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Dare To Read?

So, there’s this Seven Day Book Challenge that has been doing the rounds lately. I have no idea where it started from or by whom, but people have been challenging fellow readers around the world to click and share pictures of seven of their favorite books. You need to be challenged by a friend, and in turn challenge another bibliophile to continue the game of tag. (The terms ‘nomination’ and ‘invitation’ have also been thrown around.) The criteria involves taking a photograph of only the book cover – no blurbs, quotes, excerpts, reviews, narratives of how you came across the book, who gave it to you, where you picked it up from, or any sort of explanation related to why that particular book is one among your favorites. All one needs to share is a picture of the book cover.

Now as avid readers, we always have a lot to say about our books. We would read anyways, even without being challenged. And for someone who reads about seven books in two months, identifying seven books from those read over a lifetime is quite a task. I personally don’t follow any of these “challenges” that do the rounds on social media – It means having to take out time to perform the activity, and log in daily to share updates of the same; something I don’t usually have the time for. Even when it comes to “Reading Challenges” which set themes for books to be read, I prefer setting my own reading goals. Books are always handy, though, and bookworms love showing them off – new books bought, visits to bookstores, thrift scores from second-hand shops, gifts from friends – we love sharing and seeing what others are reading which can be discussed at length if read, or added to the list if not.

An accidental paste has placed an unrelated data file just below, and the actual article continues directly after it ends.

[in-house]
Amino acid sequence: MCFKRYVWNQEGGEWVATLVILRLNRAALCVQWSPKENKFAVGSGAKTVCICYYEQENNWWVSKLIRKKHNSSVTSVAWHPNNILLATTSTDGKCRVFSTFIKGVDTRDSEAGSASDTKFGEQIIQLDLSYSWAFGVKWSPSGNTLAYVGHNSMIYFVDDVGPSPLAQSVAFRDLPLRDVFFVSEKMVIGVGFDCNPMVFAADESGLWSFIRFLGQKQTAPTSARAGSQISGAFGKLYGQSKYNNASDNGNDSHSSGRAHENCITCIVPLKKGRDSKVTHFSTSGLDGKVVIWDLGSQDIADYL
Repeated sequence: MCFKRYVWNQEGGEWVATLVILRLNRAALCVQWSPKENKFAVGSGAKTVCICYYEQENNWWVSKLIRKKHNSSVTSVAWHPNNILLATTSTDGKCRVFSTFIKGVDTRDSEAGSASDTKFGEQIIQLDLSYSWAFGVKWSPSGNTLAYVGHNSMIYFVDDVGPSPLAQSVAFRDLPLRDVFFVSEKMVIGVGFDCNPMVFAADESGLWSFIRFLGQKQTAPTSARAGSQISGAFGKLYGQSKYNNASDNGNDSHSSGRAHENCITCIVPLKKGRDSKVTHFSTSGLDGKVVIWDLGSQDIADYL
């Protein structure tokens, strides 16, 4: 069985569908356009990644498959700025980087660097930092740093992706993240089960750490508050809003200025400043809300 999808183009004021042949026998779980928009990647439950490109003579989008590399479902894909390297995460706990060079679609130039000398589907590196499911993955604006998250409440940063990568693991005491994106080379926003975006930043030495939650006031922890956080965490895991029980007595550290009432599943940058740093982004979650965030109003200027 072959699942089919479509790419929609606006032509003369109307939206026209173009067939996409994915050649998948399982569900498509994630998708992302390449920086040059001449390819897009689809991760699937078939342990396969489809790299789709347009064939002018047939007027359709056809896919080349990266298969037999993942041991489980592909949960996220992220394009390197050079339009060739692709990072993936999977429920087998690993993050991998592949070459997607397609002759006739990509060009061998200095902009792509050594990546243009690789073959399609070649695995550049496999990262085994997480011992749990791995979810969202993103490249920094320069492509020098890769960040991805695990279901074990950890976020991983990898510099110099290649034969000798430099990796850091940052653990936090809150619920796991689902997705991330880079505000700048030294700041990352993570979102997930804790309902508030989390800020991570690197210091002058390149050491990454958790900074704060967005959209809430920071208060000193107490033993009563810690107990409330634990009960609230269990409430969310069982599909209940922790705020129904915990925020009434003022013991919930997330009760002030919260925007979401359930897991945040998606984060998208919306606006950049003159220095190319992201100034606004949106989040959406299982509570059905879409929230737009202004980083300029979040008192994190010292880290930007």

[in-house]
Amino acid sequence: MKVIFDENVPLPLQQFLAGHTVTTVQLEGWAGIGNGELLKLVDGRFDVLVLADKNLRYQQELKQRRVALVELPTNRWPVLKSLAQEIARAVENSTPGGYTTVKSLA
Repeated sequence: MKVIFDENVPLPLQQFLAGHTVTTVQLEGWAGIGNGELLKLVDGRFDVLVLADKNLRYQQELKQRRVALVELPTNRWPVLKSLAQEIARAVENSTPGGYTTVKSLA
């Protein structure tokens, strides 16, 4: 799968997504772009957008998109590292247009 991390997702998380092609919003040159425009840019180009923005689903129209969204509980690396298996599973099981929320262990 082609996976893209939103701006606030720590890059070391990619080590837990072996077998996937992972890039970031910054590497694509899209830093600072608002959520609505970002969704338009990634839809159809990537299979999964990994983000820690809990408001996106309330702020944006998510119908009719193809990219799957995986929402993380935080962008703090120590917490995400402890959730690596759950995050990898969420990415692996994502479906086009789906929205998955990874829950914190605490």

Here’s what I came up with for the Seven Day Book Challenge. I read just about anything – across genres and languages – and I’m usually intuitively good at picking great reads, so most of what I read is highly recommended. I could come up with these “seven day” lists everyday! For those of you who haven’t come across this book challenge yet, the pupper above challenges you – Which seven books would you list, if you had to recommend a book for each day of the week? Here’s my list, or rather pictures since that was the requirement of the challenge.